Thirteen years of economic recession began in Puerto Rico after Washington did away with federal tax credits that eviscerated the island’s manufacturing sector. The situation worsened with a bankruptcy driven by irresponsible bank lending and government borrowing. And people’s anger swelled after the crippling hurricane that resulted in the deaths of an estimated 2,975 people.
For years, many Puerto Ricans dealt with the economic crisis by moving away. The island’s population, now at about 3.2 million, fell about 4 percent last year — the single biggest annual drop since 1950, according to a Pew Research Center report released last month. The number of Puerto Ricans on the island has decreased by 15 percent since 2008, an exodus unparalleled in any of the 50 states.
Yet politicians even now seemed not to have fully absorbed the depths of the people’s discontent. Once Mr. Rosselló announced his imminent resignation on July 24, leaders of the ruling New Progressive Party appeared more concerned about intraparty rivalries than about proposing meaningful reforms.
The fact that Mr. Pierluisi’s ascent to the governor’s seat was not announced until after Mr. Rosselló’s resignation became effective, and that he was sworn in behind closed doors at his sister’s home, did little to promote the transparency that Mr. Pierluisi himself said the government sorely needed to display.
“We definitely have to be more transparent in our government,” he said in a Friday news conference. “We need to be more responsive to the people.”
But he rejected the idea that governors should be forced out of office for taking unpopular action. Mr. Rosselló, he argued, left because of misconduct, not because of policy failures.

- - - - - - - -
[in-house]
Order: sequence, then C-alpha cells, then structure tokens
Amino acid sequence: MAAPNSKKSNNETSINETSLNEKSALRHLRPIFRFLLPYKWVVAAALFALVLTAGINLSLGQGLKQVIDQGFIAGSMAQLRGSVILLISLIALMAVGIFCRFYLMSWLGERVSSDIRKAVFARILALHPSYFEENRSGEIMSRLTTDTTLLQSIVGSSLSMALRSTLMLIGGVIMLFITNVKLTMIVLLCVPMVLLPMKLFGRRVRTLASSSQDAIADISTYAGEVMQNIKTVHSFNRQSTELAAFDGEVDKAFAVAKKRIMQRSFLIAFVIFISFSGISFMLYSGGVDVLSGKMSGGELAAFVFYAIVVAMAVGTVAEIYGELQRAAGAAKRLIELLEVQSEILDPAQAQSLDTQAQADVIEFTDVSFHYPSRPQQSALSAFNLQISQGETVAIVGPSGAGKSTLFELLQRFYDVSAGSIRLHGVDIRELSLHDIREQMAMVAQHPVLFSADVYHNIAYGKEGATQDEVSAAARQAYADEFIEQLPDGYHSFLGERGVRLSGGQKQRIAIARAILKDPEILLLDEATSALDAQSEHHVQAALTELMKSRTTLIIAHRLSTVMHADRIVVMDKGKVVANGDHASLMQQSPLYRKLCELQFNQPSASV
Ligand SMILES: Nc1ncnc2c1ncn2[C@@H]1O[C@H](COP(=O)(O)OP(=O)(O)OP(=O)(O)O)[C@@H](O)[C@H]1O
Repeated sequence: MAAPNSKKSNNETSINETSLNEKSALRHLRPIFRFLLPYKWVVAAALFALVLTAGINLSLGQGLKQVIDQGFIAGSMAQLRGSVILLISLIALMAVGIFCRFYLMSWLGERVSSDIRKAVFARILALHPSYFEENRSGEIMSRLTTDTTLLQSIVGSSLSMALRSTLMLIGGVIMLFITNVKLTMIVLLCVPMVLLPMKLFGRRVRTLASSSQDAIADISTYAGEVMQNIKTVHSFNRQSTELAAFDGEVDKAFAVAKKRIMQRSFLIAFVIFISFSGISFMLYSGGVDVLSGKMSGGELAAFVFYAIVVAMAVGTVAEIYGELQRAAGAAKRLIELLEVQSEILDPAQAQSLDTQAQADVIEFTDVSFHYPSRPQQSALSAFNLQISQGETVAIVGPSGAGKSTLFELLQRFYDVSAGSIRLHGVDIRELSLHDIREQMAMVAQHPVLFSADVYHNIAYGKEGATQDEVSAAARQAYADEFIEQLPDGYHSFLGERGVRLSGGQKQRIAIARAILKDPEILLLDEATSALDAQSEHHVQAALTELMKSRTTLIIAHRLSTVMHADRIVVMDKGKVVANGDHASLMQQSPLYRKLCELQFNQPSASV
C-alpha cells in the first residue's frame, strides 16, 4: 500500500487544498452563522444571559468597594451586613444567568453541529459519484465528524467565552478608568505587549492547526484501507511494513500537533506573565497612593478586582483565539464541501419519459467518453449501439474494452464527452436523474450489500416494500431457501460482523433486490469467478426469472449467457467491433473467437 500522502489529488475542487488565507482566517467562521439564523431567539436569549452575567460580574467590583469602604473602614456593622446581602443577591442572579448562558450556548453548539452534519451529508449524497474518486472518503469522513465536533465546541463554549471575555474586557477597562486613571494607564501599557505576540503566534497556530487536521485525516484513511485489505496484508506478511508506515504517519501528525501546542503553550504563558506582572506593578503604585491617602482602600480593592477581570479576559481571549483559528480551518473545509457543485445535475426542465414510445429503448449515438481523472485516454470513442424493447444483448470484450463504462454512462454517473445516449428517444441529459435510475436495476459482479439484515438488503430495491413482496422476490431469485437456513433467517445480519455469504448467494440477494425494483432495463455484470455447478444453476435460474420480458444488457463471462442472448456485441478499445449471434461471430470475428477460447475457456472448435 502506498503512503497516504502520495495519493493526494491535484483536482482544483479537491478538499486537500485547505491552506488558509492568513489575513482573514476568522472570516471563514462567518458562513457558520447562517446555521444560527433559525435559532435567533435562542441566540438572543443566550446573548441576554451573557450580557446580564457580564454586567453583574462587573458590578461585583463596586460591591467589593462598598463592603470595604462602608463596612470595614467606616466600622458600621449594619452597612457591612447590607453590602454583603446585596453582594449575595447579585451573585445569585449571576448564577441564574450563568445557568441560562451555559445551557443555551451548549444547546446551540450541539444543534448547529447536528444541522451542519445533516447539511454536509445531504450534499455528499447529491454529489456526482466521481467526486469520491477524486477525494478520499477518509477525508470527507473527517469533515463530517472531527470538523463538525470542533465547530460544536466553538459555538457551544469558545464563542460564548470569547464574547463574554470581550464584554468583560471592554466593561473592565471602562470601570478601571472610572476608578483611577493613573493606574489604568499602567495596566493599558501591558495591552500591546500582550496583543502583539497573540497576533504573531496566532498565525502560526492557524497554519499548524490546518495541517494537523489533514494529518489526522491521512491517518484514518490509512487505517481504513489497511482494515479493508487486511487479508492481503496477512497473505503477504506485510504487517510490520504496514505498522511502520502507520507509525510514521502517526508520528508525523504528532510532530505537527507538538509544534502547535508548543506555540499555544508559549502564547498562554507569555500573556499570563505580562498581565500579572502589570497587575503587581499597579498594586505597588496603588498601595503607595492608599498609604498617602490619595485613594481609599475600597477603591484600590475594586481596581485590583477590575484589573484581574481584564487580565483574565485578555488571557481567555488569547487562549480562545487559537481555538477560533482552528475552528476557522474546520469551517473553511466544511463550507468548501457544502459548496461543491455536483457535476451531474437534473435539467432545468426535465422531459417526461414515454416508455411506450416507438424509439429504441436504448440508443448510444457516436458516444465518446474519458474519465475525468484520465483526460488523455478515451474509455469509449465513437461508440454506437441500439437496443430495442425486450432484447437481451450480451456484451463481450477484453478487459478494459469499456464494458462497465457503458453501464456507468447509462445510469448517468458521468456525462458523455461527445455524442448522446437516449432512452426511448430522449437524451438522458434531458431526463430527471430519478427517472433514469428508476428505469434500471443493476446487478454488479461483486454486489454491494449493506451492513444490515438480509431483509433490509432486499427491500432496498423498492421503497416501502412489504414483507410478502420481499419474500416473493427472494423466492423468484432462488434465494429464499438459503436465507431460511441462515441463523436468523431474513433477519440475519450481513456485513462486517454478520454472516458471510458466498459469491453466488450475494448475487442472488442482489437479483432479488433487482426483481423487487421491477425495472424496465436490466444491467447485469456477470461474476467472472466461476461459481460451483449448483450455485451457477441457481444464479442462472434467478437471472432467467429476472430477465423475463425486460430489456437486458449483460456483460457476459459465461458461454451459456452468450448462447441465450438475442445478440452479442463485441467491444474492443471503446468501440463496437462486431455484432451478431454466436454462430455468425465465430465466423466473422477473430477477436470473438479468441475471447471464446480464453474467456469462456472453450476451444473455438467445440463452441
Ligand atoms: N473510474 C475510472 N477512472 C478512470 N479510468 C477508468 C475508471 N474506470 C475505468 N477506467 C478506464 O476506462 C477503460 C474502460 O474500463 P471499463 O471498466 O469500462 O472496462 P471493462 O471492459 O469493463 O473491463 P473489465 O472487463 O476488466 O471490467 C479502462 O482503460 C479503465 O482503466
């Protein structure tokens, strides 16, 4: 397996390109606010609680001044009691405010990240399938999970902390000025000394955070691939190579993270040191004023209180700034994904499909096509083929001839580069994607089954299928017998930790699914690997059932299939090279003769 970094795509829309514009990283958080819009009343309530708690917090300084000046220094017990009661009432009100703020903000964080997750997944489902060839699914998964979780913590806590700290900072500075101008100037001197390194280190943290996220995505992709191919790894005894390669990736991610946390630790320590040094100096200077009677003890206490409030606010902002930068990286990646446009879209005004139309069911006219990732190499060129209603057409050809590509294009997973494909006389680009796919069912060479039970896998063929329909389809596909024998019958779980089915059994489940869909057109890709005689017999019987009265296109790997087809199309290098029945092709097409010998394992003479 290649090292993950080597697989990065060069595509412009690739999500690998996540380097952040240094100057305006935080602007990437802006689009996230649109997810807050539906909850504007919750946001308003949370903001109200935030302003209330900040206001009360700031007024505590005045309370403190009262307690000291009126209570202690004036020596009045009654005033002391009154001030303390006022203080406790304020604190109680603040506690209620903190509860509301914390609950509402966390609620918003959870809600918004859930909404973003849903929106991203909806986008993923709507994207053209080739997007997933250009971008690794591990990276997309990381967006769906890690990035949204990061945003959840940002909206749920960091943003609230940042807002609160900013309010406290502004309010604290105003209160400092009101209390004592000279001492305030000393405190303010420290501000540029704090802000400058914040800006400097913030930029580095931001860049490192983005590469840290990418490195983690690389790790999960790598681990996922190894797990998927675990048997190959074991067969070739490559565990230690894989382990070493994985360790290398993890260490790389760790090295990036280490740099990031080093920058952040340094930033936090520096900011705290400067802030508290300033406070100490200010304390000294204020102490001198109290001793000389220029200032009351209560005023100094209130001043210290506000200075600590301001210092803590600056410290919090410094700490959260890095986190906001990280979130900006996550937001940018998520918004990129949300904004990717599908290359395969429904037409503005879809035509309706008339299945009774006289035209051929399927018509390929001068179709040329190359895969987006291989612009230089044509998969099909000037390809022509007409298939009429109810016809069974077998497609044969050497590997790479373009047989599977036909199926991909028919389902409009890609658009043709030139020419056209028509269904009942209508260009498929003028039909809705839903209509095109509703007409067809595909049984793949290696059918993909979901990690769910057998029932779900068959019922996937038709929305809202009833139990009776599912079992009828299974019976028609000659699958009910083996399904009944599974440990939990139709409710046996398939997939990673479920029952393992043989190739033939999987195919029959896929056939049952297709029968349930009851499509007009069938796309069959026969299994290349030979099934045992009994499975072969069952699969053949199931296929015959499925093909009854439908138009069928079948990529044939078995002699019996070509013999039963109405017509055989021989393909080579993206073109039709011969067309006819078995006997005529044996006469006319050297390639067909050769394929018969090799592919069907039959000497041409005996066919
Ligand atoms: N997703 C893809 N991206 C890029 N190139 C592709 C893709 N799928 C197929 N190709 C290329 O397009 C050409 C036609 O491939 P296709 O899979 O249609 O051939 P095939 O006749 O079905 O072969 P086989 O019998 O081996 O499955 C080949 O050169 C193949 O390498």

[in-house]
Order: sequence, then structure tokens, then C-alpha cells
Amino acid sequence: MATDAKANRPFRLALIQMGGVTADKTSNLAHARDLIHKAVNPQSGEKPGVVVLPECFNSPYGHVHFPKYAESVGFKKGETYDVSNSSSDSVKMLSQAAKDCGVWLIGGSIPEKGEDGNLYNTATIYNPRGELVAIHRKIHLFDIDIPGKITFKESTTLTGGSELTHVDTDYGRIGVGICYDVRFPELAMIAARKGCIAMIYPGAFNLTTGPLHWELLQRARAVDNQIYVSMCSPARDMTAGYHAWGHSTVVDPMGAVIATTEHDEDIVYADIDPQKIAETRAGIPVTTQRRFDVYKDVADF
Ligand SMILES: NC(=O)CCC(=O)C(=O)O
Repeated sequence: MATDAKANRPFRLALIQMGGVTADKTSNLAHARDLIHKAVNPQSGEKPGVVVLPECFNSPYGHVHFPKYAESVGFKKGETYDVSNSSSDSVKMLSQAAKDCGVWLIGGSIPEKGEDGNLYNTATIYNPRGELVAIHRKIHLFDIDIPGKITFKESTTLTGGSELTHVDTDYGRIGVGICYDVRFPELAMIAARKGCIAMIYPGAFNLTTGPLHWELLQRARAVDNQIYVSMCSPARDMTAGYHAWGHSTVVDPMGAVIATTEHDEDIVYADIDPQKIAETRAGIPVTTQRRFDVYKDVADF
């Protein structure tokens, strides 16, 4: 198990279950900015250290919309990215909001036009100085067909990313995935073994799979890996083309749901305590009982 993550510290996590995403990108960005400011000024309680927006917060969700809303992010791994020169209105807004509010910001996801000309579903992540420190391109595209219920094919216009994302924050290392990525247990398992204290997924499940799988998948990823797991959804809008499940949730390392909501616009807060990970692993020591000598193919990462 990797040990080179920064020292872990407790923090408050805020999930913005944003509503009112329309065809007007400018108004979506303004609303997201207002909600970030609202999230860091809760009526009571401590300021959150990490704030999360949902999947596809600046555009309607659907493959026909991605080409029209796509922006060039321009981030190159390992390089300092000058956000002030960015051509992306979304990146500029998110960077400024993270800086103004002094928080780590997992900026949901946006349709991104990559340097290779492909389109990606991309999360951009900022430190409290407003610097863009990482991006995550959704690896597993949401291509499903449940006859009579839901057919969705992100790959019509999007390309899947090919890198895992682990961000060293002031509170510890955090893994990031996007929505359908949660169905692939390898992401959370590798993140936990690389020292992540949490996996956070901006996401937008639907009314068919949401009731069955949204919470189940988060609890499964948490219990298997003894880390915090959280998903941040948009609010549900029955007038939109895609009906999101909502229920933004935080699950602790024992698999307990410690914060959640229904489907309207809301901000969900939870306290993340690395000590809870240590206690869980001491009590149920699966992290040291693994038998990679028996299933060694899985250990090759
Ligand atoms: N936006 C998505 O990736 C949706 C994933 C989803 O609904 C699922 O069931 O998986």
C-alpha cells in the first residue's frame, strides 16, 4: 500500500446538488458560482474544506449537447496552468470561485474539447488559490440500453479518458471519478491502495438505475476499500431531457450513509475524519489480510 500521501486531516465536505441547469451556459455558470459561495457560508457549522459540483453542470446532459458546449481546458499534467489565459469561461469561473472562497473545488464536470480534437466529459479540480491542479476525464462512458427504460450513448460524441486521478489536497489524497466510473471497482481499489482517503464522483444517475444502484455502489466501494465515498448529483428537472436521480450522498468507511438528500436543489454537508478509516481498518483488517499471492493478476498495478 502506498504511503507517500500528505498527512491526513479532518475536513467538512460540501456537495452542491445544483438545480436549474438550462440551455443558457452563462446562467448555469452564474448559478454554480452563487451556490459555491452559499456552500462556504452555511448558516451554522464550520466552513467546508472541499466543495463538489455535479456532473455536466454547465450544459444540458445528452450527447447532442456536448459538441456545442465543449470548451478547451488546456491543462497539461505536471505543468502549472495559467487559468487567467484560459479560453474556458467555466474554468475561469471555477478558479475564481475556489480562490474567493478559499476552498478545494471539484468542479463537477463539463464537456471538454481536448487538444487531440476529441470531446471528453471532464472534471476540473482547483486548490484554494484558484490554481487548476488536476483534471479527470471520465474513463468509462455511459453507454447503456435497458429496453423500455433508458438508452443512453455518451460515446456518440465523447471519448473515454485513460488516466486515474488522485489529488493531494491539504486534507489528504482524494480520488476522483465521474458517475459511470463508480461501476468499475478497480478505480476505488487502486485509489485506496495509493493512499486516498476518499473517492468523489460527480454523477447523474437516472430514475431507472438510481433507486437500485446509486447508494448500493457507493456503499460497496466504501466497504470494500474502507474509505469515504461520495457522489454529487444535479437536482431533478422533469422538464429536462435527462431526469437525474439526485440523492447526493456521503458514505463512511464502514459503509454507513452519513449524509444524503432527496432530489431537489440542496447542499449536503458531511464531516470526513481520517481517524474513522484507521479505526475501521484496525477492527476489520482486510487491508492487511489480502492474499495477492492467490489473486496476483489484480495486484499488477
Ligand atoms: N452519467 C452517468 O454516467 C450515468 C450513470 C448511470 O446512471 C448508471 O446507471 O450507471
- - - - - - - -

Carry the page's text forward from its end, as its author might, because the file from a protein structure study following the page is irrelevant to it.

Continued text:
“This is a democratic system of government which has elections every four years,” Mr. Pierluisi said. “I urge the people — including all those who went to the protests and the demonstrations — to exercise their right to vote, to activate themselves in the democratic process,” he said.
“We cannot forget that the policies that this administration was moving forward by and large were based on the plan or the platform that the governor ran under,” he added. “We have to respect our institutions.”
Jorge Duany, author of the book “Puerto Rico: What Everyone Needs to Know,” said that the popular rebellion should serve as a warning to the main political parties, which have traditionally been divided over the issue of Puerto Rico’s status — statehood, independence or United States commonwealth. Focusing the island’s politics primarily on the relationship with the United States mainland may no longer be quite as defining, Mr. Duany argued.
“If you look at the massive demonstrations, it was not about status,” he said. “It was identity politics, sexual politics, gender politics, among other things.”
He pointed to emerging politicians like Alexandra Lúgaro, an independent unaffiliated with either of the island’s two main parties, the pro-statehood New Progressive Party or the pro-commonwealth Popular Democratic Party. Ms. Lúgaro ran for governor in 2016 and surprised experts by winning about 11 percent of the vote on an island where the New Progressives and Popular Democrats typically trade off power from one four-year term to the next.
“The traditional bipartisan alternating of the P.N.P. and Populares may no longer be the safest way to go,” Mr. Duany said.
Among the dissatisfied voters is Ms. Adorno, the retiree who had voted for Mr. Rosselló. She said the governor might have survived if he had taken better care of the island after the hurricane.
“The problem with the electricity, the problem with the water, the problems to get money — you couldn’t withdraw money every day from the bank,” she recalled. “The lines that didn’t end. The gasoline situation was primitive. You needed gas for the generators. There wasn’t ice. You had to drink hot water. It was really bad.”
Ms. Adorno used to be a loyal New Progressive voter. Not anymore.
“In this moment,” she said, “I have no party.”
Frances Robles y Patricia Mazzei